The Manhattan district attorney issues a warning to SIM-swappers.

The New York State Supreme Court has indicted Dawson Bakies for stealing the identities of more than 50 people in the US using a SIM-swapping scheme. According to a press release published by the Manhattan District Attorney’s Office, Bakies accessed accounts associated with the cryptocurrency holdings of his victims, stealing from some and extorting the others.

A SIM-swapping hack occurs when a hacker convinces a cell phone company representative to port another customer’s phone number to the hacker’s phone, potentially giving the thief access to the victim’s email, banking, and investment accounts. This is the method Bakies allegedly used to port the cell phone numbers of 50 different individuals to multiple iPhones in his possession from October 2018 to December 2018.

Along with the 52 counts of “identity theft, grand larceny, computer tampering, and scheme to defraud,” the release states that three Manhattan-based victims had approximately $10,000 in cryptocurrency stolen from them. The 20-year-old also attempted to extort one of the three Manhattan-based victims, demanding a ransom to be paid in bitcoin.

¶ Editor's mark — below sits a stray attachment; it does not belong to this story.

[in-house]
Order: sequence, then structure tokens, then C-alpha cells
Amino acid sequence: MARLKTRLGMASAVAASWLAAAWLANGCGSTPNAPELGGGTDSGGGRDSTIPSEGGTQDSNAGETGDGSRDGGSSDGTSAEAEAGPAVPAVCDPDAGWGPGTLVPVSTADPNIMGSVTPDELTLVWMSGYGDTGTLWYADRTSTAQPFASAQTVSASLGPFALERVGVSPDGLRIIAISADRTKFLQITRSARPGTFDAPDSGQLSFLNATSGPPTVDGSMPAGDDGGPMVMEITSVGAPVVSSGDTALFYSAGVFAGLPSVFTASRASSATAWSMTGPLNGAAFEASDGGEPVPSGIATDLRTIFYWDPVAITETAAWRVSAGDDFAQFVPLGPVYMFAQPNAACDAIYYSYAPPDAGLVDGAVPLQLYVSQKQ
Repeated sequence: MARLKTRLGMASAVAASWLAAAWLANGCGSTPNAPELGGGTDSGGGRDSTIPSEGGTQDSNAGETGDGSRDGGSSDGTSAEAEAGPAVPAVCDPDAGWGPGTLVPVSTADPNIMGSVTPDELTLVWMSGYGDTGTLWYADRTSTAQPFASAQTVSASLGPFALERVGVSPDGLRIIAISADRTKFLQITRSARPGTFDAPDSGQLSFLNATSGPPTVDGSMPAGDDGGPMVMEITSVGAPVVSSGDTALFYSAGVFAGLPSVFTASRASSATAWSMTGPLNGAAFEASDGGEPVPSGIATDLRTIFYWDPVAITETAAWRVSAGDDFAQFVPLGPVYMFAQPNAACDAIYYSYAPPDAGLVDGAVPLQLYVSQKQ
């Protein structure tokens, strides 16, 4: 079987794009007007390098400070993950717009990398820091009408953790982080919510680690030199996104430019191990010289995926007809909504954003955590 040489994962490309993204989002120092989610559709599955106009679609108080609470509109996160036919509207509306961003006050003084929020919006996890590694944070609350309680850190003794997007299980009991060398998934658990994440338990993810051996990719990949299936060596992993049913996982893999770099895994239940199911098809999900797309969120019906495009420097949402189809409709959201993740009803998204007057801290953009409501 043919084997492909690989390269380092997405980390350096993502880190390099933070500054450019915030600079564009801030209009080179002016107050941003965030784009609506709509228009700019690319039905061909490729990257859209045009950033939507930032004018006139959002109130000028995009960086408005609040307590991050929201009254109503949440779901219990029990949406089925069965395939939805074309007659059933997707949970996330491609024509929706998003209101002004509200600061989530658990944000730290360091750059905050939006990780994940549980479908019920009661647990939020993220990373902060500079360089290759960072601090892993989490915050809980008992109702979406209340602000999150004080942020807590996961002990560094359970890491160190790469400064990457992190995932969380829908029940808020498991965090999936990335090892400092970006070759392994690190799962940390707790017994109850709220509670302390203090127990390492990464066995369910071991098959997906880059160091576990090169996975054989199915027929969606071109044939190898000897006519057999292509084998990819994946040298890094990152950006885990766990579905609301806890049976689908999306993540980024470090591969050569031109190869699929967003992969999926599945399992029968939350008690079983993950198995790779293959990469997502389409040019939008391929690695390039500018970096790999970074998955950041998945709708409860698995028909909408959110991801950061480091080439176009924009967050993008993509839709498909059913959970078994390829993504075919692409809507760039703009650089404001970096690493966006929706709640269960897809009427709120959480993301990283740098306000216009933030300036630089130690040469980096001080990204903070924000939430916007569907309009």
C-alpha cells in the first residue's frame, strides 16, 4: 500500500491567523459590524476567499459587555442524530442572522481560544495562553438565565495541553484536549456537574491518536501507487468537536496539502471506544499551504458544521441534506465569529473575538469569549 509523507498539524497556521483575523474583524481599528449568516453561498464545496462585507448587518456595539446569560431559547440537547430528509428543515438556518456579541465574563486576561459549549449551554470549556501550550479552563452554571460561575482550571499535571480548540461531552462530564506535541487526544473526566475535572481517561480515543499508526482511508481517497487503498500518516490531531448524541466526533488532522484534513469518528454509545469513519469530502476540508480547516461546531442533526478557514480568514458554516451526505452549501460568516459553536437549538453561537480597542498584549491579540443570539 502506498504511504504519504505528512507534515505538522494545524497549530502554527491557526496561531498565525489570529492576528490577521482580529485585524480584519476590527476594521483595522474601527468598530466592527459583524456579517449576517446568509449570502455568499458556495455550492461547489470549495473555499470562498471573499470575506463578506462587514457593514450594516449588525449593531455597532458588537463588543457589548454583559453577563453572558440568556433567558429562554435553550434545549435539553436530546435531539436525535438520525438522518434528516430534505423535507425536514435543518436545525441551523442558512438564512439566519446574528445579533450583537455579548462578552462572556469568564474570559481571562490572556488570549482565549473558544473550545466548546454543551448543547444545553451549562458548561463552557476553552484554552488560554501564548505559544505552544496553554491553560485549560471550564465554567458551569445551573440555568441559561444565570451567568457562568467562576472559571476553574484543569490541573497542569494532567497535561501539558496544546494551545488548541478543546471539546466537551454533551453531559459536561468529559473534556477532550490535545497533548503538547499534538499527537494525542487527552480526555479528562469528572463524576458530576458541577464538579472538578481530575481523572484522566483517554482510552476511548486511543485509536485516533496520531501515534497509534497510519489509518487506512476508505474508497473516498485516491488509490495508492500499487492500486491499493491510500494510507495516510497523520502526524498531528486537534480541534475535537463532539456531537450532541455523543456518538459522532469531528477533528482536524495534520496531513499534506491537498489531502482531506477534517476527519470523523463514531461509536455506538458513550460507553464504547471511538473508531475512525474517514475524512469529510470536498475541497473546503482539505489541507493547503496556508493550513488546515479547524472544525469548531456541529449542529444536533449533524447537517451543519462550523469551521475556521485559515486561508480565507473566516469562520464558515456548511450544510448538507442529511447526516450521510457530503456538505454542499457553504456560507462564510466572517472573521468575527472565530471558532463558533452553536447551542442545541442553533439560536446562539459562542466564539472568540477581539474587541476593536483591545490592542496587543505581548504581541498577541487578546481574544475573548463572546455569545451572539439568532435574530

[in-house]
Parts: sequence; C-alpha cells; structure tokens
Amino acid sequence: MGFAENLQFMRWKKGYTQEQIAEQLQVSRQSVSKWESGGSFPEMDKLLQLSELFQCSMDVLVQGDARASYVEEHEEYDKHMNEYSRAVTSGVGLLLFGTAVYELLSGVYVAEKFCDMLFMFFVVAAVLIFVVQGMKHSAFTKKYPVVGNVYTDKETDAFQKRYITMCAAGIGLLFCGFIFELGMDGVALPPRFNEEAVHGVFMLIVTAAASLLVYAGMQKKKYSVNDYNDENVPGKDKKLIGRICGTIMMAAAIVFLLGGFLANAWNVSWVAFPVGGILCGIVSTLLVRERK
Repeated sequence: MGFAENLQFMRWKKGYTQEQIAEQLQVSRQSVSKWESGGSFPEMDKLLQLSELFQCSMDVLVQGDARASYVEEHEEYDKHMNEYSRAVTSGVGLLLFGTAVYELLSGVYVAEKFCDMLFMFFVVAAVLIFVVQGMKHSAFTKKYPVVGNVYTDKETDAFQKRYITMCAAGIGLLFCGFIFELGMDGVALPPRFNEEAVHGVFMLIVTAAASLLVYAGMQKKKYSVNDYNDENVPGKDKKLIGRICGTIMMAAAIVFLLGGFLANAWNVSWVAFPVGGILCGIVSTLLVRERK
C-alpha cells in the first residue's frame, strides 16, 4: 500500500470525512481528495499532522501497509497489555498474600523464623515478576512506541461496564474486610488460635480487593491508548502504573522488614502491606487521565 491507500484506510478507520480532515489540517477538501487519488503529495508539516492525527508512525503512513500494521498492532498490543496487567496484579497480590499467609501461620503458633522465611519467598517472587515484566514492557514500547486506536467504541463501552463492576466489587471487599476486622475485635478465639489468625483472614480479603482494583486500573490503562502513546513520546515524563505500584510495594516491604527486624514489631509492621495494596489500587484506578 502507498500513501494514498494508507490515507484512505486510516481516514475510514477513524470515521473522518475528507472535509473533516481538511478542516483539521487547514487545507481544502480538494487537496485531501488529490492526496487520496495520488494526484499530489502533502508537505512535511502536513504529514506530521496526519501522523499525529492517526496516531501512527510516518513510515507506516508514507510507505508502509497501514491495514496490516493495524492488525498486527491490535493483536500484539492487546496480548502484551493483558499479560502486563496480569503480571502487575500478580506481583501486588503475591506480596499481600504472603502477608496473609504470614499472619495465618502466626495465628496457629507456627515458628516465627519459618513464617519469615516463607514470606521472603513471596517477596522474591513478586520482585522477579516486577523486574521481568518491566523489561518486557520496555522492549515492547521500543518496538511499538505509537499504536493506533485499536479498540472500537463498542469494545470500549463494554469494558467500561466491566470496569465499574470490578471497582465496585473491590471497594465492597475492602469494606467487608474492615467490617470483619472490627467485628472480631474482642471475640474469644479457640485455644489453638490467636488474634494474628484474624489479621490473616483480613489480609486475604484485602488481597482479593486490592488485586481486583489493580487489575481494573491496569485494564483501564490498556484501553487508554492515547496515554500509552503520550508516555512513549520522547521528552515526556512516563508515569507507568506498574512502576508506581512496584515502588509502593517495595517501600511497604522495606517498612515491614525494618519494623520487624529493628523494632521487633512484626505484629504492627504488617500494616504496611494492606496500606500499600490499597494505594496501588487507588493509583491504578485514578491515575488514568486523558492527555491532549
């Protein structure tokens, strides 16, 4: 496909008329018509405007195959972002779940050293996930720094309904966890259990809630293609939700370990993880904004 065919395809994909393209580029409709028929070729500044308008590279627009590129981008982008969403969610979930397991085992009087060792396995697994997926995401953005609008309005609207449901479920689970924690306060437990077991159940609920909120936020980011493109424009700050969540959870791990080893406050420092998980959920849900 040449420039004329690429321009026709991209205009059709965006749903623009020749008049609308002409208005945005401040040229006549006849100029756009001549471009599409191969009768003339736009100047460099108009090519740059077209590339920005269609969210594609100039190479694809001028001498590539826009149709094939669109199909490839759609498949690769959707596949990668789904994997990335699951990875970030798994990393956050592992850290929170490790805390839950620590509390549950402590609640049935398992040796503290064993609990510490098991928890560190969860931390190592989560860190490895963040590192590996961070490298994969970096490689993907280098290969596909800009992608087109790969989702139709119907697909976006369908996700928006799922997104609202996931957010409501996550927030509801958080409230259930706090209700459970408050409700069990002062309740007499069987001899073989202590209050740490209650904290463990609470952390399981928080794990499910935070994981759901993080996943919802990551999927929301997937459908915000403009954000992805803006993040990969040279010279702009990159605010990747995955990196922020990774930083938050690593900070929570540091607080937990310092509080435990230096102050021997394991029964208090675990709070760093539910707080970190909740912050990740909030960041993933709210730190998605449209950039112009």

The Columbus Police and the New York Police Department were able to recover six iPhones used by Bakies, with “dozens of text messages containing recovery passwords for the victims’ online accounts.” They also retrieved a laptop with a file titled “Hacker Shit!” that documented Bakies’ “finished targets.”

Manhattan District Attorney Cyrus R. Vance, Jr. used the press release as an opportunity to put SIM-swappers and wireless carriers “on notice,” stating:

“We know what you’re doing, we know how to find you, and we will hold you criminally accountable, no matter where you are. We’re also asking wireless carriers to wake up to the new reality that by quickly porting SIMs – in order to ease new activations and provide speedy customer services – you are exposing unwitting, law-abiding customers to massive identity theft and fraud.”
In November 2018, ETHNews covered the arbitration claims made against AT&T and T-Mobile for allegedly failing to protect customers from SIM-swapping hacks. The Silver Miller law firm, which filed the claims, went as far as to say that the two wireless providers actually assisted thieves in perpetrating SIM-swapping hacks by “leaving holes in their security protocols and failing to properly train and monitor their employees.”

Just two weeks later, following on the arbitration claims’ coattails, Nicholas Truglia was arrested in Manhattan and charged with SIM-swapping $1 million in cryptocurrency from Silicon Valley-based targets. Federal agents were able to recover $300,000 in stolen funds from a hardware wallet in Truglia’s apartment.


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Author: Nicholas Ruggieri
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